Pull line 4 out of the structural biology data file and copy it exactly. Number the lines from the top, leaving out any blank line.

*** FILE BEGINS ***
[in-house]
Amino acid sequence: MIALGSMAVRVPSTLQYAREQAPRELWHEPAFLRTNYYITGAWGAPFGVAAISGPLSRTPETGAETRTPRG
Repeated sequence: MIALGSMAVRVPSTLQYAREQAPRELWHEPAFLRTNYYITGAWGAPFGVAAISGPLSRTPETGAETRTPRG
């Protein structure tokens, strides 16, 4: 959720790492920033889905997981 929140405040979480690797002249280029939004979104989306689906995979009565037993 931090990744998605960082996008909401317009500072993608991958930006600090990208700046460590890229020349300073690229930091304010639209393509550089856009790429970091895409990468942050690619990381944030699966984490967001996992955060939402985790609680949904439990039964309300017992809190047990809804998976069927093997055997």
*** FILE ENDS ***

């Protein structure tokens, strides 16, 4: 959720790492920033889905997981 929140405040979480690797002249280029939004979104989306689906995979009565037993 931090990744998605960082996008909401317009500072993608991958930006600090990208700046460590890229020349300073690229930091304010639209393509550089856009790429970091895409990468942050690619990381944030699966984490967001996992955060939402985790609680949904439990039964309300017992809190047990809804998976069927093997055997």